Course number: LAW 3824
Manitoba Law Journal
The Manitoba Law Journal has existed for over half a century. Since 2010, it has had a well-defined mission, which is to focus on legal developments in Manitoba of special interest to Manitoba (such as Indigenous law, minority language rights and criminal law). Within that overall identity, it has five distinct subareas in which it will be regularly publishing special issues: developments in the courts; legislation, public policy and democratic reform; the criminal law annual; Indigenous law; and the legal profession. Students who work throughout the year can acquire a credit for working on the MLJ. Expected work includes editing, liaison with writers, and sometimes original research and writing. Admission to the course is by approval of the instructor.
The MLJ is working on two exciting projects for 2018-2019 in which MLJ students can make important contributions as researchers and authors as well as editors.
One is the “Changing Face of the Legal Profession” project. The MLJ will be starting a period set of issues on how legal practice is rapidly involving. It has commissioned essays already on topics like collaborative practice, online dispute resolution, para-professionals and alternate service models. Students working for the MLJ will have a chance to work on some further original essays that will allow them to explain, contextualize and evaluate other emerging trends in the legal profession. This will help them to better understand the future of the legal profession. For more information please visit http://themanitobalawjournal.com
The other project is the Chief Justice Robson Biography. Hugh Amos Robson is the founder of modern legal education in Manitoba. 2019 will be the 50th anniversary of the law school moving to Robson Hall, named in his honour, and the 100th anniversary of the Winnipeg General Strike, an event that Robson was closely involved with. The MLJ expects to produce a special issue, which will be read widely in the profession, on Robson’s life and works. Robson participated in many events of ongoing interest and importance to this province: including the development of Manitoba Hydro, the establishment of a Federal Board of Commerce, as well as provincial politics. As a judge and lawyer he made significant contributions to the development of legal education and the law, and has many publications and written decisions concerning areas such as corporate, family, criminal and refugee law. Students working on this project will learn about Manitoba’s legal history and have the opportunity to reflect on how the law and legal education has developed. For more information please visit http://themanitobalawjournal.com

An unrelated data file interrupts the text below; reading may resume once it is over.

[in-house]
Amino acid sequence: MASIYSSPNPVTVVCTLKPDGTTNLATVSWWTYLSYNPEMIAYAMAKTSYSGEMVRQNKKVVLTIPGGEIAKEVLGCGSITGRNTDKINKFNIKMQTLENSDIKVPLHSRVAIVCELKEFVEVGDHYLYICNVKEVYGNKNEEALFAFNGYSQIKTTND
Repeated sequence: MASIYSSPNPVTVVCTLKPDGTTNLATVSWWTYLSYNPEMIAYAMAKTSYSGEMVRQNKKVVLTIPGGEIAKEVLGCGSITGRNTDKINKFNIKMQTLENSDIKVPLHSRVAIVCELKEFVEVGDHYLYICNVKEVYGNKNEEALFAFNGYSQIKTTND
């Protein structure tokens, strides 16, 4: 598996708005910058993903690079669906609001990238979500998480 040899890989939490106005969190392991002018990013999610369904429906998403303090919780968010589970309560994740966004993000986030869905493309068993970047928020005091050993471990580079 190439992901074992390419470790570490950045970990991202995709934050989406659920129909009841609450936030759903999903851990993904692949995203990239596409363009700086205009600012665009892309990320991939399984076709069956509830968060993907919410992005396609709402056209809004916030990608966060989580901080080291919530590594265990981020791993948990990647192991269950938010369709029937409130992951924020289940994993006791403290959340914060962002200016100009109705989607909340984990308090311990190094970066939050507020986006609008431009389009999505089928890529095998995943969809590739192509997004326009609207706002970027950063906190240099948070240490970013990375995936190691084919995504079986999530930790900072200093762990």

The Asper Review of International Business and Trade Law was inaugurated in 2000, and is currently ranked among the top 10 specialized law journals in Canada and top 10 trade law peer-reviewed trade law journals in the world. Students who work throughout the year can acquire a credit for working on the Asper Review. Expected work includes editing, liaison with writers, and sometimes original research and writing. Admission to the course is by approval of the Instructor.
Applications should include C.V., transcript, and one or two paragraphs explaining what skills and interests the applicant would bring. Applications should be sent to Larissa.Feir@umanitoba.ca, cc to firstname.lastname@example.org. Proposals as to the topics and scope of required work must be submitted and approved before registration into this course is permitted.
INSTRUCTOR: Bryan Schwartz